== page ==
James Gandolfini

A reluctant and unlikely star, Gandolfini's role in 'The Sopranos' was one for the ages

In a different, pre-HBO world, James Gandolfini the TV star never would have happened. Fox wanted Anthony LaPaglia for the lead role when they were developing “The Sopranos,” and it’s hard to imagine a major network having gone with a guy of Gandolfini’s limited profile at the time.

SEE ALSO: James Gandolfini Dies at 51

And from that perspective, just imagine what we would have missed. The news that Gandolfini has died — of an apparent heart attack at the age of 51 — comes as a shock to the system. Having his life cut short also ensures his signature role — as the conflicted, therapy-seeking mob boss Tony Soprano — will forever be indelibly etched to him, as if there was anything that could erase the connection, in the same way Carroll O’Connor will always be Archie Bunker.

Gandolfini established some solid feature credentials both before and after “The Sopranos” (to see a much slimmed-down version rent the movie “Angie,” starring Geena Davis), and he was sensational in the stage version of “God of Carnage.” But he was the sort of actor who would have spent his career as a classic second banana, the best friend or tough guy. David Chase and HBO’s decision to make him their leading man was an audacious bet — one of those serendipitous, life-altering moments that the business rarely braves.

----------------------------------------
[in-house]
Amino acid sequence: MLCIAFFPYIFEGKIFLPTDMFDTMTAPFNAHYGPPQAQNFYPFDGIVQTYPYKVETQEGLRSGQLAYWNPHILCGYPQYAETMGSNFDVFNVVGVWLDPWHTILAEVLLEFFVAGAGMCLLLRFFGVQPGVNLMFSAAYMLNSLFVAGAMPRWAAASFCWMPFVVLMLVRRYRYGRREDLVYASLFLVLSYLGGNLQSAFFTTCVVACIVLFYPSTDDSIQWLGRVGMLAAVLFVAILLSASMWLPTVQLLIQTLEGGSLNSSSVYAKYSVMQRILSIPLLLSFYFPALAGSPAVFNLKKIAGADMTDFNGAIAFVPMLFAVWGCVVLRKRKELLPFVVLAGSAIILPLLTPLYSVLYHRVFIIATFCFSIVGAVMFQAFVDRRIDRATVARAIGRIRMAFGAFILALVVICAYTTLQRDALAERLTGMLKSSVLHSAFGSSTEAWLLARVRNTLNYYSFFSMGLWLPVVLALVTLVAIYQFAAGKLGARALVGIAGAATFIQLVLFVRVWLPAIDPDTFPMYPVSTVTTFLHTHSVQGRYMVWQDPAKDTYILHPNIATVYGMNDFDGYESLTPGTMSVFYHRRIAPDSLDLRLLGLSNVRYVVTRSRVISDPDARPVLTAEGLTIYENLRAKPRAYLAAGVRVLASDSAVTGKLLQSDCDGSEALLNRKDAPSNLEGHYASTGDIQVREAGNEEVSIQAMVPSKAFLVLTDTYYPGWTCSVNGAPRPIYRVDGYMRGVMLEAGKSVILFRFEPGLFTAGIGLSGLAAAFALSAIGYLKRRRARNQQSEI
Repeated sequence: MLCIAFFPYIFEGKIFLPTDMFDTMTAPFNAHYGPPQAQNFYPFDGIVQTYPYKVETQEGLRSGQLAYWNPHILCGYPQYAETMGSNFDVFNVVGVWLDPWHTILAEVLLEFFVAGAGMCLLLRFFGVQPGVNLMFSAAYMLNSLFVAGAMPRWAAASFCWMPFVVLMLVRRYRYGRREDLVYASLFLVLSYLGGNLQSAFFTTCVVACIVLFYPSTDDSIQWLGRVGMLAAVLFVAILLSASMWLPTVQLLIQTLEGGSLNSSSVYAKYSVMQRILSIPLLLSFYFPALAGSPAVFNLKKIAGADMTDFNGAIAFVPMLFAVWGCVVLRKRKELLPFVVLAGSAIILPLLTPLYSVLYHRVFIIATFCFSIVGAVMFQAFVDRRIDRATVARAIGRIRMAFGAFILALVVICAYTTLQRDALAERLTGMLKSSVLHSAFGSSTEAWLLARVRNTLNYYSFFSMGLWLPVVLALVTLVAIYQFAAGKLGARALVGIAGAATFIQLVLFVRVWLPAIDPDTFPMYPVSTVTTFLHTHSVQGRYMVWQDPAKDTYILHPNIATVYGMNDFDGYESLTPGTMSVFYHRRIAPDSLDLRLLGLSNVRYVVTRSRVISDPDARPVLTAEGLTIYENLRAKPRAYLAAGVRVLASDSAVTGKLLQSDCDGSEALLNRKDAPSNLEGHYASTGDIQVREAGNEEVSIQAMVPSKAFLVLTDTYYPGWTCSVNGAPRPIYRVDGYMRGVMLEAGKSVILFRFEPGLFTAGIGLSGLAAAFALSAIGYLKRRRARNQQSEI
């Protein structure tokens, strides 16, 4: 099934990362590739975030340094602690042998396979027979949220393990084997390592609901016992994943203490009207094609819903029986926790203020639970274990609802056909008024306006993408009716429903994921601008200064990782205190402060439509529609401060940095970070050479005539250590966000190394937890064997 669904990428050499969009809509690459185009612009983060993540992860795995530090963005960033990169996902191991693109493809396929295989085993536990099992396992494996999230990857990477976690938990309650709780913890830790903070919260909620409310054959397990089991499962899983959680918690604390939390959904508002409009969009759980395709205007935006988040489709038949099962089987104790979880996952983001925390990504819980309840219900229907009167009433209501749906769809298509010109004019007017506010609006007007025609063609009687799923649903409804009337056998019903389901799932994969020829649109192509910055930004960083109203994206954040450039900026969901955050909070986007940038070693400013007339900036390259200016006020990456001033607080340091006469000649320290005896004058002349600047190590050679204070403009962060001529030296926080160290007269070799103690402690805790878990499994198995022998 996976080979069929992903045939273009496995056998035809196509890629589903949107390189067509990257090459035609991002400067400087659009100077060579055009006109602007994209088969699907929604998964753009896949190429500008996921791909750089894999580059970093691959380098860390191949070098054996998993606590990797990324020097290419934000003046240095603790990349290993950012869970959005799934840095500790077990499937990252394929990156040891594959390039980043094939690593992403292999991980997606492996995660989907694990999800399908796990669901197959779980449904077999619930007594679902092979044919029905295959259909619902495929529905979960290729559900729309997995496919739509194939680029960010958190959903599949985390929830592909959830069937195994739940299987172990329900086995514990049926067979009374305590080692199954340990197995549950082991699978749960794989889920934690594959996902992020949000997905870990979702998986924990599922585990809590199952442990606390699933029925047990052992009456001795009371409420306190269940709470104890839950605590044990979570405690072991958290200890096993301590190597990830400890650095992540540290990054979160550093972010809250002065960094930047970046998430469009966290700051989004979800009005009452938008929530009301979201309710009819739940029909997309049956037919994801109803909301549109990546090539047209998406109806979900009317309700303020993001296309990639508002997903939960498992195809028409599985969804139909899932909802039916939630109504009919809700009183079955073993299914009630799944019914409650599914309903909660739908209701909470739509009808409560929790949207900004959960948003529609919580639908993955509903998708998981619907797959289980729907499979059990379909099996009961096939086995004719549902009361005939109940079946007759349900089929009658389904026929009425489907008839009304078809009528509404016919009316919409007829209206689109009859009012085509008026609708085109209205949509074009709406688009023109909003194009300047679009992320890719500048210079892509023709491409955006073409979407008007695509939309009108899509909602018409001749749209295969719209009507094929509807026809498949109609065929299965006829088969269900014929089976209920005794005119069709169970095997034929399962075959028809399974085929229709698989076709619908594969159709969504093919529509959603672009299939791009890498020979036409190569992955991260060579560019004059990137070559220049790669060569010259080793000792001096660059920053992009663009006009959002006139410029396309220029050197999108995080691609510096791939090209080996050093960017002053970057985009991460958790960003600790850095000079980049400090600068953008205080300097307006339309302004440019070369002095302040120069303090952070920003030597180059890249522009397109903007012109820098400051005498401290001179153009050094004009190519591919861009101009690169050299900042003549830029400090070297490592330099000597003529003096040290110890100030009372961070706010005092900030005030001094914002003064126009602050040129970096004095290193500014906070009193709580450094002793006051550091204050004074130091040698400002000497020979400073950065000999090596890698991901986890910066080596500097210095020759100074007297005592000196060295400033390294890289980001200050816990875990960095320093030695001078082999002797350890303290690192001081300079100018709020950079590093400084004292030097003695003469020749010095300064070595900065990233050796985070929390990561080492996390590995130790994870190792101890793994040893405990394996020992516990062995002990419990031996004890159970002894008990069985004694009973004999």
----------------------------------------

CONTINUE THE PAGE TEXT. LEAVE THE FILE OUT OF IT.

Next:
SEE ALSO: Hollywood Reacts to Gandolfini News on Twitter

Gandolfini brought a plethora of dimensions to the role of Tony, from a true sense of physical menace to disarming comedy, with practically every gradation in between. The program’s success earned him not only Emmy nominations, prestige and enormous wealth, but also the inevitable burden of being associated with a show whose shadow would be so difficult to escape, where everyone wanted a piece of him.

Although Gandolfini leveraged “The Sopranos” to champion causes and ventures that interested him — including the 2007 HBO special “Alive Day Memories: Home From Iraq,” in which he sensitively interviewed wounded soldiers — he did not appear to wear those demands comfortably. By the time the show came to an end, he clearly sounded eager to move on. No matter how unexpected the fame or terrific the role, like a lot of actors, sudden stardom seemed to wear on him.

Nevertheless, there are only so many TV shows, so many characters, that qualify a performer for true immortality, and Gandolfini’s association with “The Sopranos” looms larger than most.

Tony and the gang always seemed to be eating, and in those terms, the check came far too early. But when it comes to dramatic zest and a series that helped usher in the current renaissance of TV drama, Gandolfini — an unlikely and somewhat reluctant star — leaves behind a feast for the ages.

Salud.

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